The clouds are overhead and the wind smells of rain before I reach the far edge of the field. The gypsy tents are pitched beneath the trees there, as far from the house as they can get and still be on our land. Their men help with the harvest in the fall, and if they pass through before then, my father always has work for them. But he doesn’t want them nearby. If he can see their tents or wagons, or if he can smell the smoke from their fires, he’ll kick them out. This is the only place that he never comes.

So, of course, this is always where I end up when he kicks me out.

Their fires are burning, and the smell of the stew bubble over the flames reminds me that he threw me out before I could eat. Two of their children, bare-footed and black-eyed, see me coming, and they run to greet me, babbling incoherently in that lilting, graceful tongue that never seems to need space for a breath. I swing one of them onto my shoulders, and he grabs handfuls of my hair and tugs, still shouting. Mama Kazia comes out of the tent, scolding, and kisses my cheeks, pushing me down on one of the cushions scattered around the fire. She’s got poppies braided into her black hair, and bare feet like her children. They’ve been here six weeks already, a long time for people who love the horizon, and we’ve managed to get past the language barrier. They chatter at me, and I talk to them, and if neither of us quite understands the words, we catch the meaning.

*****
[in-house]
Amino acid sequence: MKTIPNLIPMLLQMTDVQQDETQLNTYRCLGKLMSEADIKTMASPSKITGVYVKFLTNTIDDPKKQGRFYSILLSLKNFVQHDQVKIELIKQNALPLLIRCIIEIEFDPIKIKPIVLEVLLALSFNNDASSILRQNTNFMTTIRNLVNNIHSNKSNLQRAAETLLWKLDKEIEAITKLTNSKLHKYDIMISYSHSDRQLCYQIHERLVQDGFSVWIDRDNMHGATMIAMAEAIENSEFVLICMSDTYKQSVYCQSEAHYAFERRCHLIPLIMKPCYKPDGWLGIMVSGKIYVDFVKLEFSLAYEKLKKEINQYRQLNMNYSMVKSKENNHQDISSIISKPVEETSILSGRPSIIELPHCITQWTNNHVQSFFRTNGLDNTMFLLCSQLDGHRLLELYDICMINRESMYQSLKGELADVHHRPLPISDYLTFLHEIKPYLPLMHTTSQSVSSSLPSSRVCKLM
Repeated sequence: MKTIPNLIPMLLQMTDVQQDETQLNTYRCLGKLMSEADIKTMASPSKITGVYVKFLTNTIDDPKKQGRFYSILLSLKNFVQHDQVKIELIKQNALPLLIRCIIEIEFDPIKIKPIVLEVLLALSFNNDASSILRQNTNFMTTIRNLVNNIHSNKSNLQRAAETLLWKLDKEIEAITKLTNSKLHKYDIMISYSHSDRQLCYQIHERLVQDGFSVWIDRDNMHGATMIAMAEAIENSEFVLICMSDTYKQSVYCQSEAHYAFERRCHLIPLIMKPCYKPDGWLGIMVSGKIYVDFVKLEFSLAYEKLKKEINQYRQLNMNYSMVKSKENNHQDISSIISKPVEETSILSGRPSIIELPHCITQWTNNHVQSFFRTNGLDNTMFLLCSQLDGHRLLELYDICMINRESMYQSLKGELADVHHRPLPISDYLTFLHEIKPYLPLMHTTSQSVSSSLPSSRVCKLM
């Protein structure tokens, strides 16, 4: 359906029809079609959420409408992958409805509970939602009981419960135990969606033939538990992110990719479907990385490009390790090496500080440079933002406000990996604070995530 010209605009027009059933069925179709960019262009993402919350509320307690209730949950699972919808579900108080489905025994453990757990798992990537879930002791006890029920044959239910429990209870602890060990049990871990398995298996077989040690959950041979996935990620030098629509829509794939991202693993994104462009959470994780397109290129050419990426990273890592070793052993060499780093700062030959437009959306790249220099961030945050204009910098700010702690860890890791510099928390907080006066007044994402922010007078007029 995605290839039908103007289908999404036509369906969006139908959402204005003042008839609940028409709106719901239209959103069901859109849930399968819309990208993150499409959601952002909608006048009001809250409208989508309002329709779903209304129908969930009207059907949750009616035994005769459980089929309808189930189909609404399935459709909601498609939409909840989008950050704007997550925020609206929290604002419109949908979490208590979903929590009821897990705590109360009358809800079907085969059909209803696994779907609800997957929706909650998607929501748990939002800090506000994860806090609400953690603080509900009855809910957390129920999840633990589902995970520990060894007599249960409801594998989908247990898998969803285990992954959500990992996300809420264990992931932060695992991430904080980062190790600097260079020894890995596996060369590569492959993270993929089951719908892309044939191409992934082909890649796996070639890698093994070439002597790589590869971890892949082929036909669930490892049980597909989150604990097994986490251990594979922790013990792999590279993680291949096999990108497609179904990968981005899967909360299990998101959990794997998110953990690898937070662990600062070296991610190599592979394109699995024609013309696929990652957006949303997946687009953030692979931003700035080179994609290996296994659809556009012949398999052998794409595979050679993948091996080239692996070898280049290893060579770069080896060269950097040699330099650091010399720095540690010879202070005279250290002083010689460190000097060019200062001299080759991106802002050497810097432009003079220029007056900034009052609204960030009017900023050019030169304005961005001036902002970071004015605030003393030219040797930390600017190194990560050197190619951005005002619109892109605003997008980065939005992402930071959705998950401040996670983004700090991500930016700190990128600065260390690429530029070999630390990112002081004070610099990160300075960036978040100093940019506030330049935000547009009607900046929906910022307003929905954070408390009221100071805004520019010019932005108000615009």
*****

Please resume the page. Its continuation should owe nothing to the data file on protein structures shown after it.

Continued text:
She’s clucking over my bruised face now, and one of her children brings me a puppy from underneath the wagon while I tell her about our latest fight, about my mother’s silence, the baseball games in town, the money I have stashed under my mattress from the odd jobs I’ve been working, and the train headed west next spring. She listens sympathetically, clicking her tongue every once in a while and dishing out stew to the children that come crowding around. She pushes a bowl into my hands too, and I eat with one of her toddlers in my lap.

The rain is pattering against the canvas awning when their papa returns. The older children hear him whistling, and they run to meet him and come back splattered in mud and laughing. He’s carrying them, two on his back and one on each hand, swinging like pendulums. The first few times I came here, I slipped off when I heard him coming. He caught me the third time, and we spent three hours talking about fishing and what bait is the best for trout.

He likes practicing his broken English, I think. I explain baseball to him, and he tells me where to find the best holes for brook trout in the spring or how to hunt down a blackbird’s nest.

A fool waste of time. That’s what my father would call it. But I’m never at peace on this farm, except when I’m here.